‘Droughts are a necessity’

Dearest reader – I’m back! Thanks for waiting. It’s been nearly 3 months since my last posting (crikey!) and I’ve had to ask myself “have I simply gone off the boil – forever? Maybe the blogging mojo has just evaporated (inexplicably) and I need to move on?” But something inside of me said ‘No – this is temporary – stick with it.’ I know to listen to my instincts but I have to say it was a weird feeling, suddenly switching from weekly posting to nothing, zero, zilch. What was with that?

To be frank, I don’t have clue why I dried up. I was busy but that’s not been a problem before. All I can do is shrug my shoulders and believe that this was meant to be.

We’ve all heard of the metaphor of a field that needs to lie fallow for a growing season in order to replenish itself. Maybe that was what was going on?

My friend Nancy told me today that she saw these times as a gift – an opportunity for silence and to go deep within ourselves.

Julia Cameron (she of  The Artist’s Way) talks about it in terms of a drought. “Droughts are a necessity,” she says. “The time in the desert brings us clarity and charity.’ She adds:

… as painful as they are, they deepen us. When we feel we have “nothing to say” as artists, we are grappling with what it is we do want to say. In struggling to find our sources of inspiration, we find ourselves.

Another thing: drought doesn’t disqualify you as an artist. Rather, it is a rite of passage, an initiation period that while it pains us also makes us better…  we experience a deepened gratitude for those times when art comes to us more easily.

In other words, droughts make us appreciate times of flow. As much as anything else, droughts teach us compassion for ourselves and others. Can this be anything but a blessing?

It’s true – I do feel renewed. Renewed inside of the ‘Why?’ of this blog and what the writing of it gifts me with – conciousness, connection, curiousity and celebration.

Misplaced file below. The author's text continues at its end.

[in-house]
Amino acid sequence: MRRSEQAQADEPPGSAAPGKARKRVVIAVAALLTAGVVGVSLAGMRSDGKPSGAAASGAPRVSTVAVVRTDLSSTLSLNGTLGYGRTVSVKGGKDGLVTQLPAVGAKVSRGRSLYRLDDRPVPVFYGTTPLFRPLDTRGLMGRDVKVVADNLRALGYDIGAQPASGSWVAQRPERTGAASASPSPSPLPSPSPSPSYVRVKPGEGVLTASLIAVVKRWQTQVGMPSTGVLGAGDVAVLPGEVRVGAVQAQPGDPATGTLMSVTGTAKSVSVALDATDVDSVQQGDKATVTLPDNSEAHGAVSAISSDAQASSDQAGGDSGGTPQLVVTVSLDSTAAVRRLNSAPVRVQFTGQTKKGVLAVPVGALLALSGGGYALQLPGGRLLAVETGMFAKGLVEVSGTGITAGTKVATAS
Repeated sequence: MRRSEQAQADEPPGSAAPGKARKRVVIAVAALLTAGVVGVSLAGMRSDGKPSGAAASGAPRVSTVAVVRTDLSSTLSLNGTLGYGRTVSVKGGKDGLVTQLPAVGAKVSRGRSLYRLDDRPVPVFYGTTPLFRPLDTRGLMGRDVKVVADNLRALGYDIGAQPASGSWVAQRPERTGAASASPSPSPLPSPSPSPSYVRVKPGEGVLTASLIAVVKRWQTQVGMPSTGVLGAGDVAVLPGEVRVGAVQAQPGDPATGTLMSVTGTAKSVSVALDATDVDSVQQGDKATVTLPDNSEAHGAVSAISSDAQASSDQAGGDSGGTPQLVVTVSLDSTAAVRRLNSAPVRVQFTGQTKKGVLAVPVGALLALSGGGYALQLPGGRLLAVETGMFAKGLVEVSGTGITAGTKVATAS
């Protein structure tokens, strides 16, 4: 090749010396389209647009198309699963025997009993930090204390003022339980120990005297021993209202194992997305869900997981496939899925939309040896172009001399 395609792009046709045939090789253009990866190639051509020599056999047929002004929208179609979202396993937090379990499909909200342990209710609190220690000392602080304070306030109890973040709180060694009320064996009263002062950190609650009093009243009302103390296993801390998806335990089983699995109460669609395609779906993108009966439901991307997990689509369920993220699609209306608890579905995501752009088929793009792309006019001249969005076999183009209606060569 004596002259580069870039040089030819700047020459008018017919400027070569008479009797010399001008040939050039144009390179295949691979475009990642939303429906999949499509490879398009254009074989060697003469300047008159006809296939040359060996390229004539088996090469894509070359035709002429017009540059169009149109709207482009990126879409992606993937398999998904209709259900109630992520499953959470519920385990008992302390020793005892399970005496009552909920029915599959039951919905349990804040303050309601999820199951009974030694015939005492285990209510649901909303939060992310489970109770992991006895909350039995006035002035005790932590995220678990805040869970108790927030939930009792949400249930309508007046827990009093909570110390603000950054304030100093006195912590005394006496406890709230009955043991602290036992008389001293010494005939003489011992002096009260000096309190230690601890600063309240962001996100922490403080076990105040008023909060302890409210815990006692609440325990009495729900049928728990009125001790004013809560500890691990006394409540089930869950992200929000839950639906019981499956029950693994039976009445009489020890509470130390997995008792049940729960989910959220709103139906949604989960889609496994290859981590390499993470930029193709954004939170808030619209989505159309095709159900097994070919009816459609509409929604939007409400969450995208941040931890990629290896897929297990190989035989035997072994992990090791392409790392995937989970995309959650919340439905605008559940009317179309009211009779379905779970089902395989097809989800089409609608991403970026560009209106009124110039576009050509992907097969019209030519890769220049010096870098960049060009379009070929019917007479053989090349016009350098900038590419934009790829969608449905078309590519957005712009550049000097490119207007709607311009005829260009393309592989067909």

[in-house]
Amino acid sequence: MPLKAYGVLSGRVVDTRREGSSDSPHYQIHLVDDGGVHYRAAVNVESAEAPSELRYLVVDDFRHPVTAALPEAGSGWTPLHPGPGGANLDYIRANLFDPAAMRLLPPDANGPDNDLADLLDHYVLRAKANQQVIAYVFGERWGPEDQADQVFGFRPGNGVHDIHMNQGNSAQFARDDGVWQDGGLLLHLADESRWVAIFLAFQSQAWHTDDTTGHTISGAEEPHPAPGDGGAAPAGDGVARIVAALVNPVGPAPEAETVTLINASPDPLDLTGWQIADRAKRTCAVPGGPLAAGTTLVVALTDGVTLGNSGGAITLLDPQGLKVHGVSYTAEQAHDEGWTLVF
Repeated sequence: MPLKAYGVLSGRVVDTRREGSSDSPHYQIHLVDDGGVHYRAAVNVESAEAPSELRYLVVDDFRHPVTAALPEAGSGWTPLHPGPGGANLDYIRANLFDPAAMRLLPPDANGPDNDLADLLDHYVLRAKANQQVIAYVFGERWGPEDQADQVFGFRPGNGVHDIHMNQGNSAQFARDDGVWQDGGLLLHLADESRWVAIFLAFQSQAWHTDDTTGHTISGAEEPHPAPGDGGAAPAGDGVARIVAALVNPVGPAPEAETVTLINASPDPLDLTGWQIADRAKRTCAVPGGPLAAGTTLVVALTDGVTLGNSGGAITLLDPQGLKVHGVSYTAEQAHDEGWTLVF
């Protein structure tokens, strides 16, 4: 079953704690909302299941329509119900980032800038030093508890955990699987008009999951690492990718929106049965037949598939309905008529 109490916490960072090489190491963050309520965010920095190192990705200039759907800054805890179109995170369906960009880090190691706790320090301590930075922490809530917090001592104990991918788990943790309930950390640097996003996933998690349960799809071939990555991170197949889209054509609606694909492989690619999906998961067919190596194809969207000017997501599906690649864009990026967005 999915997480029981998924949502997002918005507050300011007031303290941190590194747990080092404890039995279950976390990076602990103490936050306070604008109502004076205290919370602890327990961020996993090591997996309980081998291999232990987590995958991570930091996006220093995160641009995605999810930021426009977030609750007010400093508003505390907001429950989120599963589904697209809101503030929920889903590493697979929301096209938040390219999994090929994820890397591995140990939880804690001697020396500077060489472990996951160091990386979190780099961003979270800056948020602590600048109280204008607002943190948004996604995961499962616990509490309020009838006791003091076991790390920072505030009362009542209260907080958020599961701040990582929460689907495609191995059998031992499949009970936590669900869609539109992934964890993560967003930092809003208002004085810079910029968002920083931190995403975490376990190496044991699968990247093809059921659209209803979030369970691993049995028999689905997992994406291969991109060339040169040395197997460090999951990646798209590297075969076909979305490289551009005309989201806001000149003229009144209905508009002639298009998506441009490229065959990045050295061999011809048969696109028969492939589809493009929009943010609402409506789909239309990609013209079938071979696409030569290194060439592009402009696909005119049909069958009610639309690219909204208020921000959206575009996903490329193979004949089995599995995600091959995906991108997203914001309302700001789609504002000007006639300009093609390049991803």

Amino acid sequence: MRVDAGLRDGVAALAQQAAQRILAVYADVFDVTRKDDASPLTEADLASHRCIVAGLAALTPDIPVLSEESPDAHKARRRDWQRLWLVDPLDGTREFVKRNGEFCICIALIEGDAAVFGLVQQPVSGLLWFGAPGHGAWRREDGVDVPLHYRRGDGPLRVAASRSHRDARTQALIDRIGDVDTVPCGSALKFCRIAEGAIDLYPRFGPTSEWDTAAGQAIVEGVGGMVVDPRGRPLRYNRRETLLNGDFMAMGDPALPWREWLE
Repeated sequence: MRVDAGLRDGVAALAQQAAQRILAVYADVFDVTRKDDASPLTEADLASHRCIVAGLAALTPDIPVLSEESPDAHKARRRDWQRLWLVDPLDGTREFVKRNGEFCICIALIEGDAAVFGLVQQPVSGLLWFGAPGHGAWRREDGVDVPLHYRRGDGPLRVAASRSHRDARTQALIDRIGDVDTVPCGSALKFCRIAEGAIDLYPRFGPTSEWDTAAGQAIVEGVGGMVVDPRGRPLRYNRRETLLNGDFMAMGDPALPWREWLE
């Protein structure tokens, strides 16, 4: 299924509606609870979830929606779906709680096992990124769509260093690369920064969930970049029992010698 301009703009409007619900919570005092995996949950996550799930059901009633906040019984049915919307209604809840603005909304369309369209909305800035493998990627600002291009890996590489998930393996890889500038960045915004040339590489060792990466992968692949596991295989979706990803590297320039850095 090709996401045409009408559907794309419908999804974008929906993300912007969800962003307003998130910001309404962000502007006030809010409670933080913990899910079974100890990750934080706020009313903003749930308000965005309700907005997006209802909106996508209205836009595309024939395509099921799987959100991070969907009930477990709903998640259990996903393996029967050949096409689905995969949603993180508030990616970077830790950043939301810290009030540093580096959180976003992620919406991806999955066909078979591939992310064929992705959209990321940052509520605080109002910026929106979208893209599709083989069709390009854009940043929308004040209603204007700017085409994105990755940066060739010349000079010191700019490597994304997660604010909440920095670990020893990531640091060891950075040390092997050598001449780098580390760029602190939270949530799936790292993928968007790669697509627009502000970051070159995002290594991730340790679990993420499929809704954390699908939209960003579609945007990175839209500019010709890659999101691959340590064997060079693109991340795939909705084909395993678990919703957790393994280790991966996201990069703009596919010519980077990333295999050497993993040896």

I’ll leave you with a couple of snowy pictures from the Stroud Valleys taken today. Just because… !

Edge in the Snow 1 Randwick Woods2

The procrastination challenge

I have a friend who would love to write a novel but she puts it off and puts it off and puts it off. She wrote to me today because it’s her 74th birthday and she says she’s afraid she’ll pop her clogs before she puts pen to paper.

By return email I asked if she was willing to accept a series of challenges from me – with the intention of turning this around for her. Here’s the first challenge I sent her. Think of something you might have put off and try this out for yourself (obviously replacing the words like ‘novel’ with your specific desire). This could apply to anything from a project you want to be involved in, an ambition you want fulfilled or even a desire you might have like earning more money.

        The two ‘Why’s

  • First of all: Why do you want to write a novel?
    • Don’t just say ‘because I’ve always wanted to’ (or words to that effect), really try to answer this question as deeply as possible. List all the ways that it is important to you. Think about what you’d LOVE to be writing about, about the lifestyle, about the process.
  •  Now ask ‘Why?’ again. So if, for instance, you said, “I want to write because I love the feeling of connection that it gives me.” Then follow this up with the question, “Why do I love that feeling of connection?”